Q. ‘Convergence’, specifically the convergence of IT and broadcast technology, appears to be one of those themes that endures. Why does the subject still garner so much attention in 2012? It must be 15-years since the term was first used in this context, are we not a fully converged industry?
No, I don’t think we are fully ‘converged’, far from it; and yes, it does seem strange. It is probably 20 years since the first video files were introduced in a production workflow, but the broadcast and media technology business has apparently lagged behind other industries in the exploitation of IT-based systems. That is not to say that the broadcast facilities of today are not highly reliant on 'IT' infrastructure - most control rooms have a high degree of computer driven automation, and desktop editing in news rooms is almost universal. A review of the underlying system components however, often reveals an environment comprising a number of single function 'black boxes' or software-based processes running on proprietary hardware to provide the video signal or file-based processing. From that perspective, there is a long way to go.
Q. What has caused this apparent lethargy?
There is probably no single reason. Undoubtedly, some early adopters were burned by poorly developed, unreliable offerings and partial (more cautious) implementations suffered integration headaches that yielded apparently little operational benefit. There are a few high profile digital swans at some broadcast facilities, the shortcomings of which are often highlighted by the wary as a reason to resist a more complete migration to fully IT based infrastructure.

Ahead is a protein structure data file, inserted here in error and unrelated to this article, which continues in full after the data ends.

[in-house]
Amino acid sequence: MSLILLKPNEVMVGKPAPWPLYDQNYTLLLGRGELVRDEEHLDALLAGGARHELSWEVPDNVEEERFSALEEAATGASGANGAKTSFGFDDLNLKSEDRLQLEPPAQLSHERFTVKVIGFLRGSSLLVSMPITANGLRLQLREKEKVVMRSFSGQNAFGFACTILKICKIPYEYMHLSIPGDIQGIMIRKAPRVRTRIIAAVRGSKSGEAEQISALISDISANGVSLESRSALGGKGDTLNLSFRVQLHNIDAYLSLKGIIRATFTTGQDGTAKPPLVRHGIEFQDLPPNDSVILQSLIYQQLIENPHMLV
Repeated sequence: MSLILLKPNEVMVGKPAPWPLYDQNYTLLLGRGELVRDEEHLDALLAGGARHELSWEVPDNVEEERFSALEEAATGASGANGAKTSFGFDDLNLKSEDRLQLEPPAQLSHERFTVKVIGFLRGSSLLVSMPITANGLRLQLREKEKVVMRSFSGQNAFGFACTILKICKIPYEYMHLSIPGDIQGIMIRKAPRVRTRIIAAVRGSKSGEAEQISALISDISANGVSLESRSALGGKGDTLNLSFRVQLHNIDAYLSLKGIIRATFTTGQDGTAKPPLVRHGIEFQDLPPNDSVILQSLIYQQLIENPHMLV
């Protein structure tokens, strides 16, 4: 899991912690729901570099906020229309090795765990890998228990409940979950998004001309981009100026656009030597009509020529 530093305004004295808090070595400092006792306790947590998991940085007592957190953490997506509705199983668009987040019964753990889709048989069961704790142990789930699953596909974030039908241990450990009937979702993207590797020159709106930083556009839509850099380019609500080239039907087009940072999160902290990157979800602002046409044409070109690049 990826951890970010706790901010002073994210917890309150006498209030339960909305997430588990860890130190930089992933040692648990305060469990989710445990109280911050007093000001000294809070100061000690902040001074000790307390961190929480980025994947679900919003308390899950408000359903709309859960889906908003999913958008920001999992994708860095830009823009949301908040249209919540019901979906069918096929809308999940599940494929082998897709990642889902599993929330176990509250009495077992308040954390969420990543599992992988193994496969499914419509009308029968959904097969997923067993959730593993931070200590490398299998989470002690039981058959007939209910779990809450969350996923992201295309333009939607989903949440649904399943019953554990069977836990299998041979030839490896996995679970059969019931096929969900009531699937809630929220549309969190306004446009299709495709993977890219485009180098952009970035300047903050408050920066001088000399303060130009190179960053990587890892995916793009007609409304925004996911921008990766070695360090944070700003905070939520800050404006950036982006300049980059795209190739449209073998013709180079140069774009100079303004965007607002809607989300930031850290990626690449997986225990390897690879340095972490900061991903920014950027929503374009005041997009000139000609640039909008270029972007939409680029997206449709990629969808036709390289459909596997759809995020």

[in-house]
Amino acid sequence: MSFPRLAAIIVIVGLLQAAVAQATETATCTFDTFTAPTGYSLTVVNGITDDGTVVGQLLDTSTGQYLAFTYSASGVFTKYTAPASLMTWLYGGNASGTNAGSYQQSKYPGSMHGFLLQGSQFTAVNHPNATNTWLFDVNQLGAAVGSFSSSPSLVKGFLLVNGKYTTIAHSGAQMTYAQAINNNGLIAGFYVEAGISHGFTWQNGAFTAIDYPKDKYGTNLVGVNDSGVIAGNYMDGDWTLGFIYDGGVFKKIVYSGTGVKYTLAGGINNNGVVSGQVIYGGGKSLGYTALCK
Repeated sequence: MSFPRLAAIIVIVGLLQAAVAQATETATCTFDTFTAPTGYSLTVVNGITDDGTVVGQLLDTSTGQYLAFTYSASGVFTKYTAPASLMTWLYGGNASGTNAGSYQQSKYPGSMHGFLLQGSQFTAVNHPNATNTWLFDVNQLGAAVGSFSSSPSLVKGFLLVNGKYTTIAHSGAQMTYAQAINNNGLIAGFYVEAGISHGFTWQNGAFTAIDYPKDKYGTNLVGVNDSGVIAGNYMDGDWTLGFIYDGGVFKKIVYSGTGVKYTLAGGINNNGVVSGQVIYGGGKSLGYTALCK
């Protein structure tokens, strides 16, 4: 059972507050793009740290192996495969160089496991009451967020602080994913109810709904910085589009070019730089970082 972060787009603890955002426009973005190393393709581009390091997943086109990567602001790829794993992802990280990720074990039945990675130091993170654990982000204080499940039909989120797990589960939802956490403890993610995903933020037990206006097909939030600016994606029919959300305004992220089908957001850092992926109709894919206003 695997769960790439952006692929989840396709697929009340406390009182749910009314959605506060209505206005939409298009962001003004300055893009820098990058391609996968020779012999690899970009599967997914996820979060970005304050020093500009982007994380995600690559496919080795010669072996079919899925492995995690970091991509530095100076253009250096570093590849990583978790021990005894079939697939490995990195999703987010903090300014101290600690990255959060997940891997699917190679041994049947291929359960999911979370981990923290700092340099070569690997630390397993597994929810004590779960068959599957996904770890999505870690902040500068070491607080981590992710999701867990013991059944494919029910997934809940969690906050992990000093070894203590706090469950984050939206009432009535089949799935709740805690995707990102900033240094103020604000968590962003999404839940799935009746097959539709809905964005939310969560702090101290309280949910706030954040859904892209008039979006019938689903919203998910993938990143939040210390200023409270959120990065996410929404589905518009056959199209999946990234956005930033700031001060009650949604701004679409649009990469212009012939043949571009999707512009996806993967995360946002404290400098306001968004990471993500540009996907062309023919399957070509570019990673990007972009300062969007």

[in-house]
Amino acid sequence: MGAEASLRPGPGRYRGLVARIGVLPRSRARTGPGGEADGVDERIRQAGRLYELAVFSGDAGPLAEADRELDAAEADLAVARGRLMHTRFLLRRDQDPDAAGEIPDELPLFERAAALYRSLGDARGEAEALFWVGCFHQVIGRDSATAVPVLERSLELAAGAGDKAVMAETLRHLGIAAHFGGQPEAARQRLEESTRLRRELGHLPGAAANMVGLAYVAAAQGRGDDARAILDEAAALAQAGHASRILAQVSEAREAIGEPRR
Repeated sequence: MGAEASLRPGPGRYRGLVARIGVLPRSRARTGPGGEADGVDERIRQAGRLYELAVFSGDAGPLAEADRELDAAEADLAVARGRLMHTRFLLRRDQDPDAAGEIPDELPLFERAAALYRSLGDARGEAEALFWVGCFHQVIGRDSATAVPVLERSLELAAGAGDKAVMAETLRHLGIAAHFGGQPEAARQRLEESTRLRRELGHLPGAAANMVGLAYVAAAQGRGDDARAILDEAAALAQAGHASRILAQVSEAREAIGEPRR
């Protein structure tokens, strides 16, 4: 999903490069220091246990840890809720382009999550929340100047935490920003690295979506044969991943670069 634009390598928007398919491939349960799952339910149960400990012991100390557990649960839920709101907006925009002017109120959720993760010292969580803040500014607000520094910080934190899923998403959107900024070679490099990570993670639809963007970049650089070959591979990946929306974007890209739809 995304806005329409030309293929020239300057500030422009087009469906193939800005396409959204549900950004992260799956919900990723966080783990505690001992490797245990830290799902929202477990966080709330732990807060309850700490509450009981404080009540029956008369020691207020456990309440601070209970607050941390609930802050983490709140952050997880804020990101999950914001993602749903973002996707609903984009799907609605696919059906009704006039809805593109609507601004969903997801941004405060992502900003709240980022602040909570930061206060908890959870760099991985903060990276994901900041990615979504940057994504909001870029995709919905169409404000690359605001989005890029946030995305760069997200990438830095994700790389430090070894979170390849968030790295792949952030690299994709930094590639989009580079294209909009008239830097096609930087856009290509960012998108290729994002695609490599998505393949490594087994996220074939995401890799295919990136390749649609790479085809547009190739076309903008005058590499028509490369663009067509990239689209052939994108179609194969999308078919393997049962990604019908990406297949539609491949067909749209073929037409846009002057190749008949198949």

Q. Digital Swan?
A digital swan is not (quite) a white elephant. Some early attempts at deploying IT workflows in which ‘must have’ legacy systems were retained resulted in solutions in which a number of proprietary single function devices from multiple vendors were forced to communicate through an array of gateways and format converters for the overall workflow to be realised. Thanks to a uniform user interface, an impression is created of a smooth, integrated operation whereas in reality, like a swan sailing across a pond, it is the furious paddling beneath the surface that keeps the platform operating. Therefore, failures and errors inevitably occur. Engineers and operators who have a ‘swan’ in their facility will appreciate the analogy. Their swan probably has a name. I remember a few!
Q. The issues you highlight here appear to relate to the approach as opposed to any intrinsic problem with the technologies.